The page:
Arthritis, photosensitivity, and facial rash in an African-American woman are consistent with systemic lupus erythematosus (SLE). The most common cardiovascular syndrome associated with SLE is pericarditis.
SLE is a multisystem inflammatory disease. Pericarditis is a common manifestation of SLE. Pericarditis presents as severe, constant chest pain radiating to the shoulders, arms, and back. The pain is pleuritic and postural (relieved by sitting up and leaning forward). Auscultation of pericarditis will reveal a pericardial friction rub.
Gill et al. review that the antinuclear antibody (ANA) titer is the primary laboratory test used to diagnose SLE. However, because the prevalence of SLE is low in the general population, ANA has a low predictive value in patients without typical clinical symptoms and it should only be obtained in patients with unexplained involvement of two or more organ systems. While an ANA titer of less than 1:40 usually rules out SLE, patients with persistent, characteristic multisystem involvement may be evaluated for possible ANA–negative disease.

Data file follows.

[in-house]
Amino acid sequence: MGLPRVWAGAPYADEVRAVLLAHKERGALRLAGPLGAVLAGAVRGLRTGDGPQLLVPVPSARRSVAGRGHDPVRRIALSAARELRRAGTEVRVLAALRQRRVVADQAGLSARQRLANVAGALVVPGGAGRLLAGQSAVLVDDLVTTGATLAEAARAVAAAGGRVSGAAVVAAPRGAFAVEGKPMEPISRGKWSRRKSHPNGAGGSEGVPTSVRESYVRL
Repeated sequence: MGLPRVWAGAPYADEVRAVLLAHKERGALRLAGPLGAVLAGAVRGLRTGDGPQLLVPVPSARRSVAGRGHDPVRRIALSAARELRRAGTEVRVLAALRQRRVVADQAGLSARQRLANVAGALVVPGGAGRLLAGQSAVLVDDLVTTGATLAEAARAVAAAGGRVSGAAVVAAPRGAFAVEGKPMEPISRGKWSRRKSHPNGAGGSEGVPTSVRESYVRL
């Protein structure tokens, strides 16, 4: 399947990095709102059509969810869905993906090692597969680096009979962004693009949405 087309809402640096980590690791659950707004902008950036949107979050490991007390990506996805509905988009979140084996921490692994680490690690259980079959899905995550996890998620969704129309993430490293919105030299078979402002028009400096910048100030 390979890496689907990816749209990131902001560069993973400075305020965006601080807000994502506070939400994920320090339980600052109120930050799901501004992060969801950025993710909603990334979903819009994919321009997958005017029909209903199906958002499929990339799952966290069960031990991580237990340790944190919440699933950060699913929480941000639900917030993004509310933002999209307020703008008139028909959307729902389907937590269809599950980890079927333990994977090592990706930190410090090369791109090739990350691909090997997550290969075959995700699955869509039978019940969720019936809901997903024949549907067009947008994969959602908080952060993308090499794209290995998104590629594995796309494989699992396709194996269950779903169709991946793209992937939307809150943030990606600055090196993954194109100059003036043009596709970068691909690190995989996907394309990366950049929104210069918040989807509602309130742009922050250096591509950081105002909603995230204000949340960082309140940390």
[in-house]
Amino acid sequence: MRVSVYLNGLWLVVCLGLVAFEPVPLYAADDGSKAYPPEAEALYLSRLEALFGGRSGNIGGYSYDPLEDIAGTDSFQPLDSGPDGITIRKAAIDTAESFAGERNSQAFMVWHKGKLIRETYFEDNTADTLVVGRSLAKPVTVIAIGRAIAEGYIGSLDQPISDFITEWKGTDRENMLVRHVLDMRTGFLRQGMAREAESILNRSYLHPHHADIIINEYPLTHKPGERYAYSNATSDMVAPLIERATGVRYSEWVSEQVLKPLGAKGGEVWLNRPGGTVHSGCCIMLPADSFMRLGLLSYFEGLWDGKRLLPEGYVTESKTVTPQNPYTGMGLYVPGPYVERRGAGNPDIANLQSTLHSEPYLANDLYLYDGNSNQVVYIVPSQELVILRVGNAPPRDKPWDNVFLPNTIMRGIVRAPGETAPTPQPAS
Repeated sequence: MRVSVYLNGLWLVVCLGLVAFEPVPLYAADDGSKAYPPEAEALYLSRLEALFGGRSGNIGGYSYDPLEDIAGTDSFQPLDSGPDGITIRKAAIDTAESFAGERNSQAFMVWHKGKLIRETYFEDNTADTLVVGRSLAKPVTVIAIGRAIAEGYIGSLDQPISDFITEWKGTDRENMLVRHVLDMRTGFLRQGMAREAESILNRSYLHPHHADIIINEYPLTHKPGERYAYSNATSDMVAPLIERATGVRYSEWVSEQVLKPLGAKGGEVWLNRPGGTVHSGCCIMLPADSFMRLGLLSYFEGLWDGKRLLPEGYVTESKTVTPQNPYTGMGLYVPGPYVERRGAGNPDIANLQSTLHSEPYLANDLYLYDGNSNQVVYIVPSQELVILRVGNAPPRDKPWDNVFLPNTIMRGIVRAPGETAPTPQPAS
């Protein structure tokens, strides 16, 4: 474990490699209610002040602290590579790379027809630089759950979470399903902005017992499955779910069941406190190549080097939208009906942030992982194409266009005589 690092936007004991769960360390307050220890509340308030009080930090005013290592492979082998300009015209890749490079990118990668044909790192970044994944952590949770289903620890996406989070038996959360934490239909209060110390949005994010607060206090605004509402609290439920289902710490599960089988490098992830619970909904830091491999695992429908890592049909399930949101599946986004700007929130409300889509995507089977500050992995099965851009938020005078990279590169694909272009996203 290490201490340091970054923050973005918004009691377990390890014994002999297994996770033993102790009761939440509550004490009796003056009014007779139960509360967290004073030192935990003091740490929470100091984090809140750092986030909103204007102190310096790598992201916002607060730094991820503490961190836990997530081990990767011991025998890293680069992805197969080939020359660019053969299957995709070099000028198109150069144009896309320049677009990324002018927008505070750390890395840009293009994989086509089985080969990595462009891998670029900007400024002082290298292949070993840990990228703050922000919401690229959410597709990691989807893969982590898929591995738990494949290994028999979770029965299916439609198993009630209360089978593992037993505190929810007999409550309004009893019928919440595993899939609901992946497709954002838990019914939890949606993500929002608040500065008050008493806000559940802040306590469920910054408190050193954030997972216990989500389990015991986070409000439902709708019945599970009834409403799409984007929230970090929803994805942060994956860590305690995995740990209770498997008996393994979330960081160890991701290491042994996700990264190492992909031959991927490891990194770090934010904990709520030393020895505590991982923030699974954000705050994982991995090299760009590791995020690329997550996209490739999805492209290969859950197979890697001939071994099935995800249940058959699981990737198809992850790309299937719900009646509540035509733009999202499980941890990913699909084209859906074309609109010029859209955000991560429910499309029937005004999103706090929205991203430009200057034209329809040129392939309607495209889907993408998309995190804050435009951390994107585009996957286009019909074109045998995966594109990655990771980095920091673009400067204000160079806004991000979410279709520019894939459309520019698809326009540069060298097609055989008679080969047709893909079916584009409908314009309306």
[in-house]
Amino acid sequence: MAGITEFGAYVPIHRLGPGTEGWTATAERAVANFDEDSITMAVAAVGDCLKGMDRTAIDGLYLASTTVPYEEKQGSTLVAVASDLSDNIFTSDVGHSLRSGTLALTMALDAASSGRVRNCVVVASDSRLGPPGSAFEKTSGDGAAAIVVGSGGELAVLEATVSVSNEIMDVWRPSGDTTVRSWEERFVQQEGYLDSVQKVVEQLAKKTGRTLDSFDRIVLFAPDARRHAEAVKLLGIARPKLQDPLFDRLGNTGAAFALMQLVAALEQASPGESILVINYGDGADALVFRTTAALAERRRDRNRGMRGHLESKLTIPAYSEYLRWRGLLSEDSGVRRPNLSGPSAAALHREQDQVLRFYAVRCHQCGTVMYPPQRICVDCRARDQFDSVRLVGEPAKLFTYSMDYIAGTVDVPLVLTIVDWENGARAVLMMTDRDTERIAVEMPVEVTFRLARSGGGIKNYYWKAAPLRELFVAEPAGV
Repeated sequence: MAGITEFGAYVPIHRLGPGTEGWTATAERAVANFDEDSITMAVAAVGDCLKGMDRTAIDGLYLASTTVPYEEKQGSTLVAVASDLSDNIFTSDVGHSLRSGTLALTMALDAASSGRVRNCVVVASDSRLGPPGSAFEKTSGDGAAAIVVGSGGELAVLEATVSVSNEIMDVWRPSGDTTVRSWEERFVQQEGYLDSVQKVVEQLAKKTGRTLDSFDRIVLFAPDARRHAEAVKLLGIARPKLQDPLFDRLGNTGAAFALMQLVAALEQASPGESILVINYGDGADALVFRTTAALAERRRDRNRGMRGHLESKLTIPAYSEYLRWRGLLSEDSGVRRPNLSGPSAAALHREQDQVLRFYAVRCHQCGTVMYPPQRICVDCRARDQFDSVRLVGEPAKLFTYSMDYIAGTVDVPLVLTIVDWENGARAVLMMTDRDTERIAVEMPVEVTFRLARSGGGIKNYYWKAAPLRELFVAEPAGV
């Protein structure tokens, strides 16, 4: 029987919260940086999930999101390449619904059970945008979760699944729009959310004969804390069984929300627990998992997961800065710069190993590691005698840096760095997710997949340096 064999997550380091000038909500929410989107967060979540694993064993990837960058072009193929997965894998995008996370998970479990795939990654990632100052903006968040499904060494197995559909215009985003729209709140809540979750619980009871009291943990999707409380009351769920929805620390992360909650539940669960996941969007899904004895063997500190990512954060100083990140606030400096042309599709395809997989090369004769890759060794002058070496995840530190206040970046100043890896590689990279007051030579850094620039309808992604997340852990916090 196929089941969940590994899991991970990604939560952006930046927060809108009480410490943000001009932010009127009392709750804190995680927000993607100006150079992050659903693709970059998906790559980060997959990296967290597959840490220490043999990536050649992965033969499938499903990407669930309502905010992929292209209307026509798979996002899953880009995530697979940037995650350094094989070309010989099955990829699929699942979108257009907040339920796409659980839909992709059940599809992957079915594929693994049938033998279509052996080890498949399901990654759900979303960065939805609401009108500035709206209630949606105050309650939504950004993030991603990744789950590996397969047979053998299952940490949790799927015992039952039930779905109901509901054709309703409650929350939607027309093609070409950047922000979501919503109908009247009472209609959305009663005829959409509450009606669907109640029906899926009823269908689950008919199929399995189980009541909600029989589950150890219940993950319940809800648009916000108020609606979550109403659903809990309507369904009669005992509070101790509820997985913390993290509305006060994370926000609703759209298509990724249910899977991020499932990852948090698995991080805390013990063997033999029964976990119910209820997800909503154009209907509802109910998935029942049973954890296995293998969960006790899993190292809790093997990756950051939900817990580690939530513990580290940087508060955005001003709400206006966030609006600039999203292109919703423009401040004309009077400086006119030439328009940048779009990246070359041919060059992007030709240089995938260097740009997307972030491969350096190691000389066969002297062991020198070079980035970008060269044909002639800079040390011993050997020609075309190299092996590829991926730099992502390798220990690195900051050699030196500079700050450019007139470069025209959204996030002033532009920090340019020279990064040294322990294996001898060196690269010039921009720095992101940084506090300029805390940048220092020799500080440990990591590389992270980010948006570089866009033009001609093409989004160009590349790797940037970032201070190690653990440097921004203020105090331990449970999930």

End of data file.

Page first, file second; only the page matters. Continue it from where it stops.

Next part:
The American College of Rheumatology (ACR) criteria for classification of SLE has 85% sensitivity and 95% specificity for SLE when any 4 or more of 11 criteria are noted serially or simultaneously in an individual patient. The criteria include: malar rash, discoid lupus, photosensitivity, oral or nasopharyngeal ulcers, nonerosive arthritis, pleuritis OR pericarditis, renal involvement (usually proteinuria), seizures OR psychosis, hematologic disorder, immunologic disorder, and positive ANA.
Illustration A is an example of a malar rash. Note the sparing of the nasolabial folds.
Illustration B is an example of discoid lupus, erythematous raised patches with adherent keratotic scaling.
Illustration C is an ECG showing pericarditis. Notice the ST elevation in all leads and PTa depression in the precordial leads (depression between the end of the P-wave and the beginning of the QRS-complex).
Answer 1: The pleuritic pain of pericarditis worsens with inspiration.
Answer 3: High-pitched diastolic murmur is consistent with aortic regurgitation.
Answer 4: A displaced apical impulse is consistent with cardiomegaly.
Answer 5: A mid-systolic click is consistent with mitral valve prolapse.
Gill JM, Quisel AM, Rocca PV, Walters DT. Diagnosis of systemic lupus erythematosus. Am Fam Physician. 2003 Dec 1;68(11):2179-86. Review. PubMed PMID: 14677663.
PMID:14677663 (Link to Abstract)
Guidelines for referral and management of systemic lupus erythematosus in adults. American College of Rheumatology Ad Hoc Committee on Systemic Lupus Erythematosus Guidelines. Arthritis Rheum. 1999 Sep;42(9):1785-96. PubMed PMID: 10513791.
PMID:10513791 (Link to Abstract)
USMLE World Step 1 QBank Question #1040. Copyright © USMLEWorld, LLC 2012.